2.1: Programming Fundamentals
There are three constructs (ideas of programming) that are used to control the flow of a program:
Structuring code into a logical, sequential order.
Decision making using if statements.
Repeating code using for or while loops.
Variables are used to store data in programs. They can be changed as the program runs.
A variable has two parts - the data value such as "Emily" and an identifier such as First_Name.
An efficient program will use variables with sensible identifiers that immediately state their purpose in the program.
Using variable names like 'TotalNum' and 'Profit' rather than 'num1' and 'num2' mean that other programmers will be able to work out the purpose of the code without the need for extensive comments.
Local & Global Variables
Large programs are often modular - split into subroutines with each subroutine having a dedicated purpose.
Local variables are declared within a specific subroutine and can only be used within that subroutine.
Global variables can be used at any point within the whole program.
Local variable advantages
Saves memory - only uses memory when that local variable is needed - global variables use memory whether they are used or not.
Easier to debug local variables as they can only be changed within one subroutine.
You can reuse subroutines with local variables in other programs.
Global variable advantages
Variables can be used anywhere in the whole program (and in multiple subroutines).
Makes maintenance easier as they are only declared once.
Can be used for constants - values that remain the same.
As specified before, a variable is data that can change in value as a program is being run.
A constant is data that does not change in value as the program is run - it is fixed and remains the same.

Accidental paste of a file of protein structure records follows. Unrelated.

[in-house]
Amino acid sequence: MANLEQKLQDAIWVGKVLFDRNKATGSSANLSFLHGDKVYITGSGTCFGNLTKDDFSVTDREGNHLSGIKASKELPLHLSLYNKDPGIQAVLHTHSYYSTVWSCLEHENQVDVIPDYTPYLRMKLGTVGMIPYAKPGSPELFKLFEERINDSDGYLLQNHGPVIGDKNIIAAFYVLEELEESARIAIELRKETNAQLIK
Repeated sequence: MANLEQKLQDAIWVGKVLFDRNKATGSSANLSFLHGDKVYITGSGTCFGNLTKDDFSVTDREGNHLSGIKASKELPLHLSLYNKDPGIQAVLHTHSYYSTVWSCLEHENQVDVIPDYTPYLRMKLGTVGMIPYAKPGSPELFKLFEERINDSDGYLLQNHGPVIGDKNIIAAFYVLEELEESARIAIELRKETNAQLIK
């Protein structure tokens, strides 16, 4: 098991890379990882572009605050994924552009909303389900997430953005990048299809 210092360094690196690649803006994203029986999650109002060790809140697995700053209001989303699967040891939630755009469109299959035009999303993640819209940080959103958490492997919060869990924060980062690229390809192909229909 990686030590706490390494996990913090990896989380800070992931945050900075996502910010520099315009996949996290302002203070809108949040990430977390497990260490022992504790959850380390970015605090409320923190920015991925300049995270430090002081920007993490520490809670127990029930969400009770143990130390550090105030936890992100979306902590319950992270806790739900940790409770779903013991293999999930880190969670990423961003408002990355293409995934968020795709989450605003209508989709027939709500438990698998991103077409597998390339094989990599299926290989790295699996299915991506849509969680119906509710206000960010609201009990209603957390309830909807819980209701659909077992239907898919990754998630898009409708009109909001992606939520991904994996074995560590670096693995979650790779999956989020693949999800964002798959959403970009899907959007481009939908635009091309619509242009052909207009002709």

An example of a constant in maths programs is pi - it will constantly remain at 3.14159 and never change.
Comparison operators are used to compare two data values. A table of common comparison operators used in programs are below:
Arithmetic operators are used to mathematically manipulate values.
The most common arithmetic operators are add (+), subtract (-), multiply (*) and divide (/).
Further arithmetic operators are shown below:
Modulo division (also known as modulus) reveals the remainder from the last whole number. For example:
9 % 4 = 1 (4 goes into 9 twice (8) with a remainder of 1)
Integer division (also known as quotient) reveals the ‘whole number of times’ a number can be divided into another number:
9 // 4 = 2 (4 goes into 9 fully, twice)
The symbol ^ represents exponentiation.
For example '2^3 = 8' as it means '2 to the power of 3 equals 8'.
Logical operators typically use TRUE and FALSE values which is known as Boolean.
You can find more information about Boolean values in section 4.1.
2.1 - Programming Fundamentals:
1. Describe and draw a diagram for the 3 programming constructs. 
1. What is the difference between local and global variables? 
2. Describe two advantages of using local variables. 
3. Describe two advantages of using global variables. 
4. What is a constant? Give an example. 
5. Why is it important to use self-documenting identifiers when programming? 
6. What is a count? What is a rogue value? 
7. Explain what is meant by the scope and lifetime of a variable.